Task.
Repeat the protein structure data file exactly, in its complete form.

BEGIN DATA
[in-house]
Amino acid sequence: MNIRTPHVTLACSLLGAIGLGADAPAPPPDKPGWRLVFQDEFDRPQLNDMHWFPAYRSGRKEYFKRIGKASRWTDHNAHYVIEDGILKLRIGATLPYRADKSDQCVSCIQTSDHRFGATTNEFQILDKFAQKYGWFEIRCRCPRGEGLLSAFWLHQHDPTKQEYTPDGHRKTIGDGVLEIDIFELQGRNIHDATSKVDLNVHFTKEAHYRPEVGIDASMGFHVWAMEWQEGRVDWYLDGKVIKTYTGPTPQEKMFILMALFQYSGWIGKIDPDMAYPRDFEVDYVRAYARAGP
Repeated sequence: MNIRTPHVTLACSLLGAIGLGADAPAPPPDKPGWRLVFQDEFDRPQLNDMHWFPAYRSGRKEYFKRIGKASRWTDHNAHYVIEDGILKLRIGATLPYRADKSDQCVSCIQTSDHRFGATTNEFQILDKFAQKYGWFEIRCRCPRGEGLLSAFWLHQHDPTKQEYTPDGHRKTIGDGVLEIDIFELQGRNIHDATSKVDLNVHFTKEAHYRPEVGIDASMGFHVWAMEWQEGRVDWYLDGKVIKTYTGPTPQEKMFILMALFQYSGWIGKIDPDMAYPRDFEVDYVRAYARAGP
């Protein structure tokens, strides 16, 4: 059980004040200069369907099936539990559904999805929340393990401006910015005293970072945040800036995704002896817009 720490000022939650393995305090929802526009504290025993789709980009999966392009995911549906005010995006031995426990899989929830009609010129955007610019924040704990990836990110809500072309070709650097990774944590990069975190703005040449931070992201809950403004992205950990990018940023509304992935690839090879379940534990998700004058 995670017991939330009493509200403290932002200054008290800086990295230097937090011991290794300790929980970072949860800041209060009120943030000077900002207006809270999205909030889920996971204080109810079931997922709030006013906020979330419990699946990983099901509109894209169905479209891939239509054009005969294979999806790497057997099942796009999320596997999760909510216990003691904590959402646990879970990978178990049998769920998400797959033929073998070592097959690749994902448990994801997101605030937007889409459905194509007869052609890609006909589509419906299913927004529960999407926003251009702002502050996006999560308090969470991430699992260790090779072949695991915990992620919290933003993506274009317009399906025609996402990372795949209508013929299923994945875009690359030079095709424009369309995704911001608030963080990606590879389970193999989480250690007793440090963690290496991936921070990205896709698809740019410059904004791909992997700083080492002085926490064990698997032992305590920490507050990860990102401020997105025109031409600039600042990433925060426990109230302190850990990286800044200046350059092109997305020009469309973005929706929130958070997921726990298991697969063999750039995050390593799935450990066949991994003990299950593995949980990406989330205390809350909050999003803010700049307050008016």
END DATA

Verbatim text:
[in-house]
Amino acid sequence: MNIRTPHVTLACSLLGAIGLGADAPAPPPDKPGWRLVFQDEFDRPQLNDMHWFPAYRSGRKEYFKRIGKASRWTDHNAHYVIEDGILKLRIGATLPYRADKSDQCVSCIQTSDHRFGATTNEFQILDKFAQKYGWFEIRCRCPRGEGLLSAFWLHQHDPTKQEYTPDGHRKTIGDGVLEIDIFELQGRNIHDATSKVDLNVHFTKEAHYRPEVGIDASMGFHVWAMEWQEGRVDWYLDGKVIKTYTGPTPQEKMFILMALFQYSGWIGKIDPDMAYPRDFEVDYVRAYARAGP
Repeated sequence: MNIRTPHVTLACSLLGAIGLGADAPAPPPDKPGWRLVFQDEFDRPQLNDMHWFPAYRSGRKEYFKRIGKASRWTDHNAHYVIEDGILKLRIGATLPYRADKSDQCVSCIQTSDHRFGATTNEFQILDKFAQKYGWFEIRCRCPRGEGLLSAFWLHQHDPTKQEYTPDGHRKTIGDGVLEIDIFELQGRNIHDATSKVDLNVHFTKEAHYRPEVGIDASMGFHVWAMEWQEGRVDWYLDGKVIKTYTGPTPQEKMFILMALFQYSGWIGKIDPDMAYPRDFEVDYVRAYARAGP
């Protein structure tokens, strides 16, 4: 059980004040200069369907099936539990559904999805929340393990401006910015005293970072945040800036995704002896817009 720490000022939650393995305090929802526009504290025993789709980009999966392009995911549906005010995006031995426990899989929830009609010129955007610019924040704990990836990110809500072309070709650097990774944590990069975190703005040449931070992201809950403004992205950990990018940023509304992935690839090879379940534990998700004058 995670017991939330009493509200403290932002200054008290800086990295230097937090011991290794300790929980970072949860800041209060009120943030000077900002207006809270999205909030889920996971204080109810079931997922709030006013906020979330419990699946990983099901509109894209169905479209891939239509054009005969294979999806790497057997099942796009999320596997999760909510216990003691904590959402646990879970990978178990049998769920998400797959033929073998070592097959690749994902448990994801997101605030937007889409459905194509007869052609890609006909589509419906299913927004529960999407926003251009702002502050996006999560308090969470991430699992260790090779072949695991915990992620919290933003993506274009317009399906025609996402990372795949209508013929299923994945875009690359030079095709424009369309995704911001608030963080990606590879389970193999989480250690007793440090963690290496991936921070990205896709698809740019410059904004791909992997700083080492002085926490064990698997032992305590920490507050990860990102401020997105025109031409600039600042990433925060426990109230302190850990990286800044200046350059092109997305020009469309973005929706929130958070997921726990298991697969063999750039995050390593799935450990066949991994003990299950593995949980990406989330205390809350909050999003803010700049307050008016």